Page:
Tribal Member Banished from Hoopa Reservation
By ALLIE HOSTLER, Two Rivers Tribune
A written court order of exclusion was signed, sealed and delivered on Monday, Oct. 22, 2012 by pro tem judge to the Hoopa Tribal Court, Christine Williams.
For the first time in Hoopa Valley Tribal history, a Hoopa Tribal member, Arthur Pliny Jones, was excluded using the Tribe’s exclusion ordinance, Title 5. The ordinance has been used before, but never against one of the Tribe’s own members.
In February of 2012 Jones pleaded guilty to transportation and sales of a controlled substance in Superior Court, offenses the Tribal Court found to be grounds for exclusion.
Jones’ legal counsel, Greg Rael argued that Jones’ previous offenses, prior to the 2012 conviction, were too old to be considered “repeated commission of a crime” as defined by the exclusion ordinance. Jones’ previous convictions date back 19 years in both Humboldt and Trinity Counties.
“The court is not persuaded by Respondent’s arguments,” Williams wrote in her order of exclusion. “The language in Title 5 Section I (1) is plain, “Repeated commission of a crime…” There is no language indicating that “a crime” be the exact same crime. There is no language limited how far back in time Petitioner can look in a person’s criminal history to establish that commission of a crime has been “repeated.””
Rael filed an appeal on Jones’ behalf on Oct. 25 that lists four reasons they disagree with the order, the first being the court’s decision to deny Jones’ request for a jury trial. During the final hearing, Rael argued that there was some dispute whether or not the large gap in time between Jones’ convictions fit within the Title 5 definition of repeated commission of a crime.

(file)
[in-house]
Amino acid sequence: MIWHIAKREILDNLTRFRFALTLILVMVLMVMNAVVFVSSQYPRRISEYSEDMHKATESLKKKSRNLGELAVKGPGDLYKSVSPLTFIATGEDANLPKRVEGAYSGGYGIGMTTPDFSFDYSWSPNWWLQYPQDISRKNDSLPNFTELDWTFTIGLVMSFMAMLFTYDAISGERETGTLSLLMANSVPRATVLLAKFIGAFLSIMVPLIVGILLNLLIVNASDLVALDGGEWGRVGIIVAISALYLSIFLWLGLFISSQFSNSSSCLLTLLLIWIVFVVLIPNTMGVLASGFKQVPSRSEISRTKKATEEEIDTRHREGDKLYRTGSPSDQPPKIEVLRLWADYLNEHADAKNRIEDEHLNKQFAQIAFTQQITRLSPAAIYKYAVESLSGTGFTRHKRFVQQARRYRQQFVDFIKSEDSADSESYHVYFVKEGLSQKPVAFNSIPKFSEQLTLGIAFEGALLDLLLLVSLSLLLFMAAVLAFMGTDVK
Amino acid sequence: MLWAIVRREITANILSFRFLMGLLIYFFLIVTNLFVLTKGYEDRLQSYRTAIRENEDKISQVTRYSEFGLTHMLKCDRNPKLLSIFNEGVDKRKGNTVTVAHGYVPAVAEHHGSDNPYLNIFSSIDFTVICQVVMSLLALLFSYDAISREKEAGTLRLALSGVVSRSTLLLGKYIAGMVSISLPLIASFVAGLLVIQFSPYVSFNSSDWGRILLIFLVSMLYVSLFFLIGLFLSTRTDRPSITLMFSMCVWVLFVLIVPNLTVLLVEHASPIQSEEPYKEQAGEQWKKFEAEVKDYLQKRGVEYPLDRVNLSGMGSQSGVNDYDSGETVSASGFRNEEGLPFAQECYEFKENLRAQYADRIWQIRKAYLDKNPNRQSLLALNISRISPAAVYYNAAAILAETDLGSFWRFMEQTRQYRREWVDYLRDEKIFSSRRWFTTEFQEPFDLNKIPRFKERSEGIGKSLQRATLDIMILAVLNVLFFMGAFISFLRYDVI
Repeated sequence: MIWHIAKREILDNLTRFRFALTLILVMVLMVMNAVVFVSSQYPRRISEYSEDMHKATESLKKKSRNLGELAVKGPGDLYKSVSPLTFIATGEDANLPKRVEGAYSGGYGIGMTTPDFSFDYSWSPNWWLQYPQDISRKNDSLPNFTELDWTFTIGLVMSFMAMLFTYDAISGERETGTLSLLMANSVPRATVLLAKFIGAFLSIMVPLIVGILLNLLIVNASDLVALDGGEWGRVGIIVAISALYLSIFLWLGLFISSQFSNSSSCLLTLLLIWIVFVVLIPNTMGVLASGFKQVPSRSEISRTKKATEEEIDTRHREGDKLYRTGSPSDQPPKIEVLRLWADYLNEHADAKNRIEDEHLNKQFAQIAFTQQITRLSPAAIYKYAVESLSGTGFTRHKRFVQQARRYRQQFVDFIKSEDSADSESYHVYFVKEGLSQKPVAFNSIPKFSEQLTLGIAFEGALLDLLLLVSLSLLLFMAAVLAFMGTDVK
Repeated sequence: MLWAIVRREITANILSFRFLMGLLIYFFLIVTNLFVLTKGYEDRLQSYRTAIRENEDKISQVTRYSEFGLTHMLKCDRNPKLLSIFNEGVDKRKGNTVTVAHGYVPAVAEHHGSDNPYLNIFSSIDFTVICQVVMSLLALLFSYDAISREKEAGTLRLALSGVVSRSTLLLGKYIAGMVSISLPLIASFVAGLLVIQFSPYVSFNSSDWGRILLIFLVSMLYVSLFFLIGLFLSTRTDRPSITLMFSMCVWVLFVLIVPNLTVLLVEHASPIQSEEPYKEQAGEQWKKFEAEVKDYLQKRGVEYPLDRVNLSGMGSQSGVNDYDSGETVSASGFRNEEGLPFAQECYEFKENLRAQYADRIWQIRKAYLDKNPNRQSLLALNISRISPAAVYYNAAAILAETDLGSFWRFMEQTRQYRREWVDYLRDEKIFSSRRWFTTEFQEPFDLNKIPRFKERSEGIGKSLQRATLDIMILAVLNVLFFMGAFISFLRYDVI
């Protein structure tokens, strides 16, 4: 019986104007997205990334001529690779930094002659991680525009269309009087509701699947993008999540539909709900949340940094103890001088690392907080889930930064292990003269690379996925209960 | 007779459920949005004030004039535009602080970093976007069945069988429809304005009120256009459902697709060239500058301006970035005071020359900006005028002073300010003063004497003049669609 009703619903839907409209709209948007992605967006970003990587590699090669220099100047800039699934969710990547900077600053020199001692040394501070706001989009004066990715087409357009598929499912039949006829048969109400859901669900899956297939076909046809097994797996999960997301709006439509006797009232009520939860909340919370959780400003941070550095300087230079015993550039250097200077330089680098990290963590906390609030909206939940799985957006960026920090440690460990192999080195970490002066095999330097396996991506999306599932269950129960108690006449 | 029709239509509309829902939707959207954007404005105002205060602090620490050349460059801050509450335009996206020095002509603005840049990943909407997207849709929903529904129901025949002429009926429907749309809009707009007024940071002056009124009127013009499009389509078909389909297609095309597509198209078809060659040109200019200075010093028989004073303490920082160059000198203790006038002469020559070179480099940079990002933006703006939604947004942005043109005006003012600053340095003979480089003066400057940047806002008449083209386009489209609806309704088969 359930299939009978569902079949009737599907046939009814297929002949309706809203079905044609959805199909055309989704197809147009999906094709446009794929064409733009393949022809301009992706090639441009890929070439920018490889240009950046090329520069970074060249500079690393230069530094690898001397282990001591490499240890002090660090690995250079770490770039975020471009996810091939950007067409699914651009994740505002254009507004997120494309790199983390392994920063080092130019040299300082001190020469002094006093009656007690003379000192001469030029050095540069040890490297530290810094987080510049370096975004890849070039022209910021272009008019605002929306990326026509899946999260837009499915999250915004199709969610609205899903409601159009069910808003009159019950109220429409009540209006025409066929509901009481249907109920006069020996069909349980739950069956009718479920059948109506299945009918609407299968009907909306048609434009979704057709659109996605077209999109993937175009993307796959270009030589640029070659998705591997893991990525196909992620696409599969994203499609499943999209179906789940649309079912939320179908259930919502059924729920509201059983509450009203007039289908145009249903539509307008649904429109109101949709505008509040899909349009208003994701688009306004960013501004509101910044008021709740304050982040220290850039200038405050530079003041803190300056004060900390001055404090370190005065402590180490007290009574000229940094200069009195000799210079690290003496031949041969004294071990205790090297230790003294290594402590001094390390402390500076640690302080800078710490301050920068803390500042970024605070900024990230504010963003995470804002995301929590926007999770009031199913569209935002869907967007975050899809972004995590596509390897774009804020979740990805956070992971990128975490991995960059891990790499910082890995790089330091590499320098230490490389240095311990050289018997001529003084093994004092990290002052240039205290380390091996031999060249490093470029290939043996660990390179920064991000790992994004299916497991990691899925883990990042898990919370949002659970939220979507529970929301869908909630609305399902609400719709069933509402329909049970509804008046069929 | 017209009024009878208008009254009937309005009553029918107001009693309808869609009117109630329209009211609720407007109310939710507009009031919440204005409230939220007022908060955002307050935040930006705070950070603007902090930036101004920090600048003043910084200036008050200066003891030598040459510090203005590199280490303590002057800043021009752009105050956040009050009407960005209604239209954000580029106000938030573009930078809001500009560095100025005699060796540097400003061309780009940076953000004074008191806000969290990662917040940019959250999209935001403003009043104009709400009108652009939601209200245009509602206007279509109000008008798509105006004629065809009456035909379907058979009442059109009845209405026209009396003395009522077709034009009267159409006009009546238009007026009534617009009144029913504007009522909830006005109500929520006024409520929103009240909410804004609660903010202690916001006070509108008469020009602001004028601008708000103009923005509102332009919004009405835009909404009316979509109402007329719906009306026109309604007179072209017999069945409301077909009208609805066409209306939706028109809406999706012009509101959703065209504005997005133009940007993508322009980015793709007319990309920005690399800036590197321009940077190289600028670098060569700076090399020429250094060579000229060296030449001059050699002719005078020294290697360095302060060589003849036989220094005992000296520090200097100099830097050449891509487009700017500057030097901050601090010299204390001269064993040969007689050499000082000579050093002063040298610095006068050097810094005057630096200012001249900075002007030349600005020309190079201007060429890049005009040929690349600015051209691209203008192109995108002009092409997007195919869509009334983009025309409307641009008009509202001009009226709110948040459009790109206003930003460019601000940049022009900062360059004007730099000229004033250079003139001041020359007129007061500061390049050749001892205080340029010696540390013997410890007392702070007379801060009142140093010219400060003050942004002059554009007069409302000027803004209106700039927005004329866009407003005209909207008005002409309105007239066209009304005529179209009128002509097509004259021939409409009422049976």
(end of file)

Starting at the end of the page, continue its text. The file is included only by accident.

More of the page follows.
“A jury would help resolve some of those questions,” Rael said during the hearing.
Rebecca McMahon, representing the Petitioner, the Hoopa Valley Tribe, said the respondents had two opportunities to request a jury trial and did not do so.
“A jury trial would fly in the face of the exclusion ordinance and the intention of the ordinance to expedite these types of hearings,” McMahon said. “There is no time for a jury trial.”
After listening to both arguments, Williams denied the request for a jury trial.
McMahon submitted evidence to the court, a packet of mostly certified court records from Jones’ previous convictions, including records from an assault with a deadly weapon conviction in Trinity County in 1988 and a drug related conviction in Humboldt County in 1989.
“The problem I see with their arguments [petitioner] is they are stretching the ordinance to apply to Mr. Jones,” Rael said. “…How do we take this old record and wrap it on a more recent occurrence to argue that he’s guilty of repeated commission of a crime?”
Rael also argued that the Tribe’s 2009 Tribal Council Resolution was an illegal amendment to Title 5 because it did not pass through the Tribe’s Legislative Procedures Act—a process for public input on major decisions—and therefore void. His argument did not prevail.
“The resolution is not amending the ordinance,” McMahon said. “The resolution really just clarifies the ordinance and puts drug dealers on notice that they will be prioritized for exclusion.”
Although the petitioner argued for permanent exclusion, the judge instead handed down an indefinite exclusion. Under Title 5, Jones is allowed to apply to the court for an amendment or revocation of the exclusion order.
“We agree with the Respondent that, based on the language of Title 5, the court lacks the authority to issue an order permanently excluding anyone from the reservation,” Williams’ written order reads.
Jones also requested special conditions under which he asked to be allowed to travel to and from his residence on Pine Creek Road to leave the reservation. The court denied his request.
Jones’ appeal lists the following complaints: 1.) The court should have granted my request for a jury trial. 2.) The court should have allowed me to present character evidence. 3.) The court should have found both Title 5, Sections I (1) and (4) to be void for vagueness. 4.) The court should not have applied Title 5, Section I(1) to my case due to the age of my prior convictions.
It was not clear at press time how the court would proceed with the appeal process.